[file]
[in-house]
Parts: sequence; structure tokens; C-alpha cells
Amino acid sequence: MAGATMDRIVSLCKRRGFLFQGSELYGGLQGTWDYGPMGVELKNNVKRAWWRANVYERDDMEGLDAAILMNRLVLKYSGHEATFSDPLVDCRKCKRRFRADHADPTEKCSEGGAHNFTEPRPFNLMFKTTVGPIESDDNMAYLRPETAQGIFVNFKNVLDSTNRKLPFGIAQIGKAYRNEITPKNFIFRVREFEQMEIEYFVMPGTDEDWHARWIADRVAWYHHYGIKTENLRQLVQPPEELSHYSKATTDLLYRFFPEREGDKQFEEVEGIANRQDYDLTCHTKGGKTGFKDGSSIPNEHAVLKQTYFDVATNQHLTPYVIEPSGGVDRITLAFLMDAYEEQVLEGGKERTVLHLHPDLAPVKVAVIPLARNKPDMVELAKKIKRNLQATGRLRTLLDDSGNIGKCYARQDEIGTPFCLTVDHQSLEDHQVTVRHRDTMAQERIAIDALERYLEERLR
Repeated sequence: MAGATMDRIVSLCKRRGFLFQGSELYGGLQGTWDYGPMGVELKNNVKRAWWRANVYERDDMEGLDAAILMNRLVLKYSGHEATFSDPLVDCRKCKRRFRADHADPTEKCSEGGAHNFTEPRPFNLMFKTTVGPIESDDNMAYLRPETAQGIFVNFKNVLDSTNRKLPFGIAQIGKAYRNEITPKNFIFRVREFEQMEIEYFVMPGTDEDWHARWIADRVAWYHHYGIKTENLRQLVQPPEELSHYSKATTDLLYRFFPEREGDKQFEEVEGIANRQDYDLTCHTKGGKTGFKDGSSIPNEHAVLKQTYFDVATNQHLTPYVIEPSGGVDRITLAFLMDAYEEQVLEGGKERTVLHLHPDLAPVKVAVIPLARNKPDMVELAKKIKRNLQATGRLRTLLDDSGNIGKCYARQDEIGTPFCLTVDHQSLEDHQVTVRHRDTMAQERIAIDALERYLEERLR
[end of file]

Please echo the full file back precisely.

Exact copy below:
[in-house]
Parts: sequence; structure tokens; C-alpha cells
Amino acid sequence: MAGATMDRIVSLCKRRGFLFQGSELYGGLQGTWDYGPMGVELKNNVKRAWWRANVYERDDMEGLDAAILMNRLVLKYSGHEATFSDPLVDCRKCKRRFRADHADPTEKCSEGGAHNFTEPRPFNLMFKTTVGPIESDDNMAYLRPETAQGIFVNFKNVLDSTNRKLPFGIAQIGKAYRNEITPKNFIFRVREFEQMEIEYFVMPGTDEDWHARWIADRVAWYHHYGIKTENLRQLVQPPEELSHYSKATTDLLYRFFPEREGDKQFEEVEGIANRQDYDLTCHTKGGKTGFKDGSSIPNEHAVLKQTYFDVATNQHLTPYVIEPSGGVDRITLAFLMDAYEEQVLEGGKERTVLHLHPDLAPVKVAVIPLARNKPDMVELAKKIKRNLQATGRLRTLLDDSGNIGKCYARQDEIGTPFCLTVDHQSLEDHQVTVRHRDTMAQERIAIDALERYLEERLR
Repeated sequence: MAGATMDRIVSLCKRRGFLFQGSELYGGLQGTWDYGPMGVELKNNVKRAWWRANVYERDDMEGLDAAILMNRLVLKYSGHEATFSDPLVDCRKCKRRFRADHADPTEKCSEGGAHNFTEPRPFNLMFKTTVGPIESDDNMAYLRPETAQGIFVNFKNVLDSTNRKLPFGIAQIGKAYRNEITPKNFIFRVREFEQMEIEYFVMPGTDEDWHARWIADRVAWYHHYGIKTENLRQLVQPPEELSHYSKATTDLLYRFFPEREGDKQFEEVEGIANRQDYDLTCHTKGGKTGFKDGSSIPNEHAVLKQTYFDVATNQHLTPYVIEPSGGVDRITLAFLMDAYEEQVLEGGKERTVLHLHPDLAPVKVAVIPLARNKPDMVELAKKIKRNLQATGRLRTLLDDSGNIGKCYARQDEIGTPFCLTVDHQSLEDHQVTVRHRDTMAQERIAIDALERYLEERLR